Boy Killed By Dogs At Pittsburgh Zoo: Onlookers’ Screams ‘Just Kept Coming’
Monday, November 5, 2012
Witnesses describe a horribly heartbreaking scene Sunday at the Pittsburgh Zoo & PPG Aquarium after a 2-year-old boy fell into an exhibit housing wild African dogs.
"The screams just kept coming and coming," Angela Cinti, 20, tells the Pittsburth Post-Gazette. "We were on our way to the polar bear exhibit when we heard the most horrible piercing screams. ... Someone was begging for help, asking someone to do something."
The little boy, who has not been identified, died. According to The Associated Press, it's possible he was killed by the fall -- which measured somewhere between 11 and 14 feet.
But Barbara Baker, president of the zoo, told reporters Sunday that the child died from a mauling by the 11 dogs in the enclosure. The Post-Gazette has video of Baker's comments and one witness's account of what happened.
Pittsburgh's TribLive adds these details about how the tragedy happened:
" 'The mother picked the child up, put him on the railing,' Major Crimes Lt. Kevin Kraus said, describing the moments before the 11:45 a.m. attack. 'Almost immediately after that, he lost his balance and fell into the pit.'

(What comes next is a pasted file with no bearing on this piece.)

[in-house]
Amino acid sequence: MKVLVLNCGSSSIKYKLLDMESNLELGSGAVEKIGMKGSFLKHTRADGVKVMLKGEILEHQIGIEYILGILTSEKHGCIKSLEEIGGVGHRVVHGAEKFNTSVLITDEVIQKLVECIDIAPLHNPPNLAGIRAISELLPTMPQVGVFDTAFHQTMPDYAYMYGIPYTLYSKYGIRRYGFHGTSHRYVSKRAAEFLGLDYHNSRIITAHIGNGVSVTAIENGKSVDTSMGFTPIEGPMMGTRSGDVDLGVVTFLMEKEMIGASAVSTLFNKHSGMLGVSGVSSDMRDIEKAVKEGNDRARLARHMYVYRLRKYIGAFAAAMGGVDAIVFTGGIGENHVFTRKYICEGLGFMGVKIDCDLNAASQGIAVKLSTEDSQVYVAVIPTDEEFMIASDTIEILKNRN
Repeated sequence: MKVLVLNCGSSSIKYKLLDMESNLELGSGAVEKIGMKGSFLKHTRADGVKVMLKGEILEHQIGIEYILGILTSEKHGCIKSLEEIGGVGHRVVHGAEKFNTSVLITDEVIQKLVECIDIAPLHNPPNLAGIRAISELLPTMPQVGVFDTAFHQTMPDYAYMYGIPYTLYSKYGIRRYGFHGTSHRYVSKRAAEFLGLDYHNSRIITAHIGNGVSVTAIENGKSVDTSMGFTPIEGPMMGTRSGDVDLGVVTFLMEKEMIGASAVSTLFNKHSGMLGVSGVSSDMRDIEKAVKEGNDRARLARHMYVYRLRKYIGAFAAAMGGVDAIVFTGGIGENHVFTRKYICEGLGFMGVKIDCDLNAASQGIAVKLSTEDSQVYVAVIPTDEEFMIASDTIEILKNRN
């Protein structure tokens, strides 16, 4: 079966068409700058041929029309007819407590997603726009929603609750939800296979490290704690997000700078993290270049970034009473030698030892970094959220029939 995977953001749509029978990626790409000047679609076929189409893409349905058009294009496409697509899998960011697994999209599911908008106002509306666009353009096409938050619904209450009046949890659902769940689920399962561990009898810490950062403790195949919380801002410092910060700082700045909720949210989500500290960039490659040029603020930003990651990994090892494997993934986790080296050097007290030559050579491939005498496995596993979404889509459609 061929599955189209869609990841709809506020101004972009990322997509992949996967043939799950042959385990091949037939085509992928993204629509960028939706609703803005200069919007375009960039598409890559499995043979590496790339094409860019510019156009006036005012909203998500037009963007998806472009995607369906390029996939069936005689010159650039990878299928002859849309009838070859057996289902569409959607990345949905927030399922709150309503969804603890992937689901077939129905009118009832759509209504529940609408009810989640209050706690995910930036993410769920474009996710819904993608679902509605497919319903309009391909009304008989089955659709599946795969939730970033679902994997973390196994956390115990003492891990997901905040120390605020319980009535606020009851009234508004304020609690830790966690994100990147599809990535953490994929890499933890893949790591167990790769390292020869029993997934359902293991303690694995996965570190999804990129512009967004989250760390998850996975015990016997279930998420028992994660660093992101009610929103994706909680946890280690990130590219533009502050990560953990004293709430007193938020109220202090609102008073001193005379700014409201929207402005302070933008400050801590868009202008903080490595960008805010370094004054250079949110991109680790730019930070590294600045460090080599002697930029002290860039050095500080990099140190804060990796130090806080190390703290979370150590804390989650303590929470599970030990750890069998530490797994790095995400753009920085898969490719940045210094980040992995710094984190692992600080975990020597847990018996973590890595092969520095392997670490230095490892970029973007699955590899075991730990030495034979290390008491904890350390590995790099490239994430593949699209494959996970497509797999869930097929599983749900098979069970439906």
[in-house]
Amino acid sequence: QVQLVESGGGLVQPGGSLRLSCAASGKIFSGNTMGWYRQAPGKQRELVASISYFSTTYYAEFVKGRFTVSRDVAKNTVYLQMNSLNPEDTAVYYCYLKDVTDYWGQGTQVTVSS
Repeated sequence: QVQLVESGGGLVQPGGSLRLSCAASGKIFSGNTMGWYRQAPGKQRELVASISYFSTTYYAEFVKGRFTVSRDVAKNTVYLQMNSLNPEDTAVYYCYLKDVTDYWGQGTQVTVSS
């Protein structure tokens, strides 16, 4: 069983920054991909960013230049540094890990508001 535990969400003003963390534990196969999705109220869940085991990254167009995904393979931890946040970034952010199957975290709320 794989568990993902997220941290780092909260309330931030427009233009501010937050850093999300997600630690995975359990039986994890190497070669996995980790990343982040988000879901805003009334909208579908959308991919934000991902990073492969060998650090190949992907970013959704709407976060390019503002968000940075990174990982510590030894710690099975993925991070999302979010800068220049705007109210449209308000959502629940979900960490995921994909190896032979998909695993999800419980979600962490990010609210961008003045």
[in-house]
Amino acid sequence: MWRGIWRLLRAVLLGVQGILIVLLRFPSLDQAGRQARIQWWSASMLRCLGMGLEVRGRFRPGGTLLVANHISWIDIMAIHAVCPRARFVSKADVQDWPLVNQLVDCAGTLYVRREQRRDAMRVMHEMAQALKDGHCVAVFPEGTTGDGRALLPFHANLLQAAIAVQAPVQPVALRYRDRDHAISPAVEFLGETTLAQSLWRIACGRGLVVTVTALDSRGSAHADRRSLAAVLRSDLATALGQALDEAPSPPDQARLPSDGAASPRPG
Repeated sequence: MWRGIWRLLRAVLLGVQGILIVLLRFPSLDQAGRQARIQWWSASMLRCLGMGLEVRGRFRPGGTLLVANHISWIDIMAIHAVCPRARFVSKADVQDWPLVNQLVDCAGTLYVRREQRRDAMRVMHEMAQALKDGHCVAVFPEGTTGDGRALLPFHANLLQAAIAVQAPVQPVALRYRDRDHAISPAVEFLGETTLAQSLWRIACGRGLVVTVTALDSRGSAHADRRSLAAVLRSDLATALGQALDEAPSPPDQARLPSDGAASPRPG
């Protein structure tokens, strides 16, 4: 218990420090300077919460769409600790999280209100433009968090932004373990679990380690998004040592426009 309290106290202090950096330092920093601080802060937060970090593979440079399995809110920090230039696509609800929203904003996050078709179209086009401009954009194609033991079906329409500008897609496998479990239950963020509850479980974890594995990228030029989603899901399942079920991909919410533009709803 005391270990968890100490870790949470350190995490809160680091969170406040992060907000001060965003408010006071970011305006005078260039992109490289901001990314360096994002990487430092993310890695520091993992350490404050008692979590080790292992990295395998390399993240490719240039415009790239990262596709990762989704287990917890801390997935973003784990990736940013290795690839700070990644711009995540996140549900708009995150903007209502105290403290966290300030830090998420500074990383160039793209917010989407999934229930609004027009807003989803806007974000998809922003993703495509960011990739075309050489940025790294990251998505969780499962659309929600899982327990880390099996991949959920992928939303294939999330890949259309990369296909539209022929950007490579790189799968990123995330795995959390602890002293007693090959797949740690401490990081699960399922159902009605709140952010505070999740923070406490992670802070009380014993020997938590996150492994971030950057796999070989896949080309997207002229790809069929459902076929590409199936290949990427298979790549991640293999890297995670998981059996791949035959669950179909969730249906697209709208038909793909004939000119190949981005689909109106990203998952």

"Barbara Baker, zoo president and CEO, said the 11 dogs in the exhibit, which are territorial by nature, went into a pack mentality and attacked the boy when he hit the ground."
The AP reports that "authorities said that zoo staff and then police responded 'within minutes' but visitors described that time as being filled with screams for help. Zookeepers called off some of the dogs, and seven of them immediately went to a back building. Three more eventually were drawn away from the child, but the last dog was aggressive and police had to shoot the animal."
It appears that no bystanders risked the jump into the exhibit.
African painted dogs, the Post-Gazette writes, are endangered animals that "have large rounded ears; have mottled brown, black and beige coats; and weigh between 37 and 80 pounds. Baker compared their size to that of a small German shepherd."
Copyright 2012 National Public Radio. To see more, visit www.npr.org.
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